SlimJim
Title: Re: Home repairs with a 3D printer
Post by: creuzerm on April 01, 2013, 09:20:48 AM
I've had a RepRap (The name for the self reproducing 3D printers) for about a year, and am building my 2nd one.

These things are a total game changer for fixing and making things around the house & yard. It takes time to re-learn the entire problem solving process when you incorporate one of these into your 'tool box'. But once that mind-blowing trip is done, it's as simple as saying... "I'll just print one"

NOTE: Thingiverse is a website hosted by one of the companies that sells 3d printers where people can upload their designs to share. It's a great resource.

Some of the things I've fixed:

I print a lot of tools with my printer:

I make parts with my printer for projects:

And they can be used for fun stuff too:

Oh, and the printer can be used to make more printers and upgrades for itself.

Various other things I've printed can be found on my blog at http://mike.creuzer.com/topic/builds/3d-objects

One of the things I want to do is build a waste oil burner that can be used both as a forge for my blacksmithing, but also as a burner for a metal casting furnace. Than I can print plastic parts, sand cast them, and make metal parts!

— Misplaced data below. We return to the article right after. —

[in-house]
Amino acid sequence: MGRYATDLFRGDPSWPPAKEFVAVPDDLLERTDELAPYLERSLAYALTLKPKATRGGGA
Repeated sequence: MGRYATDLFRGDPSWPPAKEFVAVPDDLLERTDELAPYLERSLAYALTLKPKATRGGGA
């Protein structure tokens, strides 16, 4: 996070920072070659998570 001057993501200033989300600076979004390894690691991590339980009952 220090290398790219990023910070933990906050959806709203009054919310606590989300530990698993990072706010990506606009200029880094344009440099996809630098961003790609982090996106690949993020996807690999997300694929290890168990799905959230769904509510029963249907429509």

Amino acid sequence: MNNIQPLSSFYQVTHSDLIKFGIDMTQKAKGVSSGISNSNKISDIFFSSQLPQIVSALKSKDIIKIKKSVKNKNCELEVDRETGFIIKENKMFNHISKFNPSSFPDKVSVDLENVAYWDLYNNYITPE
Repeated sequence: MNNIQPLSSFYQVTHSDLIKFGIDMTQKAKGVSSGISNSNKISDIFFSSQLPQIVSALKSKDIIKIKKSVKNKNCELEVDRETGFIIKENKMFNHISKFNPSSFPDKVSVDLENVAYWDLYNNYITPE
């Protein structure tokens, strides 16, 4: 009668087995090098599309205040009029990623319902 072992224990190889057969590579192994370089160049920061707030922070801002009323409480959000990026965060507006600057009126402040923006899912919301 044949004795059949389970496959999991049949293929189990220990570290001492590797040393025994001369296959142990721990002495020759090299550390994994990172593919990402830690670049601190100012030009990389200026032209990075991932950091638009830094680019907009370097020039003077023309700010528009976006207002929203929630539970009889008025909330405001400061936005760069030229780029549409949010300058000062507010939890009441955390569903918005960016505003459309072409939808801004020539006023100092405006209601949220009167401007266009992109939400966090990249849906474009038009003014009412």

I have a 2 year old that is growing up with these contraptions. A big 'ah ha' moment for her was one night when I was tweaking a model's dimensions, and she saw it on the computer screen and she named the shape and I said "Lets go get it" and brought her downstairs to the printer and handed her the previous, slightly off part off the printer bed.  Now she LOVES looking at my screen and saying 'Lets go get it" when I have a printable model on the screen.


Title: Re: Home repairs with a 3D printer
Post by: Trimbleman on April 08, 2013, 08:31:50 PM